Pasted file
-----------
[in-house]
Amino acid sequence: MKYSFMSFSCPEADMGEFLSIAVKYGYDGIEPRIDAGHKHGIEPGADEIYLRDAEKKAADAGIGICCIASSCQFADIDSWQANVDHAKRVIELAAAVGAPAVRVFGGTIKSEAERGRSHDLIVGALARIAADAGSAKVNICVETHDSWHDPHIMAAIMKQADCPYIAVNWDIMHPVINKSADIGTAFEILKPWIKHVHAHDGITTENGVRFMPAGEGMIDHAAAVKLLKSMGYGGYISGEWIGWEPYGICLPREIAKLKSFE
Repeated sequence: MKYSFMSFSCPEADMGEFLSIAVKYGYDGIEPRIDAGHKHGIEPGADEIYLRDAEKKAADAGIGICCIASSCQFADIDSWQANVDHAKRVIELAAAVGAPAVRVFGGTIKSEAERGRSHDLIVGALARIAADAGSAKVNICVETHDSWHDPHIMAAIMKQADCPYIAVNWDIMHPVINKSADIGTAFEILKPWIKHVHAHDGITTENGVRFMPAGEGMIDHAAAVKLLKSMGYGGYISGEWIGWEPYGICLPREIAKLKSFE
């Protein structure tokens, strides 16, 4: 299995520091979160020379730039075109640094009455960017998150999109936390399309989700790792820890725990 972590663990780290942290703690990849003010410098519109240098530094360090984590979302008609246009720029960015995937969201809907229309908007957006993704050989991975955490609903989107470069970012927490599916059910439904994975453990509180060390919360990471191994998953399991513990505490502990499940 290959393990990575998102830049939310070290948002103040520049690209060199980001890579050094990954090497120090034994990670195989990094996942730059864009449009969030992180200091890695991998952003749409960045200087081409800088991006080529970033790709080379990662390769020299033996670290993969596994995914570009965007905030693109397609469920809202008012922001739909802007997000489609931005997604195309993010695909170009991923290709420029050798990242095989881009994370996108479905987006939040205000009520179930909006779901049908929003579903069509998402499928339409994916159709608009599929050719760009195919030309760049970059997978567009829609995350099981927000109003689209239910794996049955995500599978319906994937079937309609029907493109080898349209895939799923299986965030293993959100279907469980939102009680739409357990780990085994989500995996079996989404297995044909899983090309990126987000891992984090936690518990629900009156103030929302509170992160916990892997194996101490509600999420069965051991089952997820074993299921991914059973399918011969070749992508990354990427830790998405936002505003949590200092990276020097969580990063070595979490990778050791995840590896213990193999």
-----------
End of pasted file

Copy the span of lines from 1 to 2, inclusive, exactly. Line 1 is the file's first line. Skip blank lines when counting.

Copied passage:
[in-house]
Amino acid sequence: MKYSFMSFSCPEADMGEFLSIAVKYGYDGIEPRIDAGHKHGIEPGADEIYLRDAEKKAADAGIGICCIASSCQFADIDSWQANVDHAKRVIELAAAVGAPAVRVFGGTIKSEAERGRSHDLIVGALARIAADAGSAKVNICVETHDSWHDPHIMAAIMKQADCPYIAVNWDIMHPVINKSADIGTAFEILKPWIKHVHAHDGITTENGVRFMPAGEGMIDHAAAVKLLKSMGYGGYISGEWIGWEPYGICLPREIAKLKSFE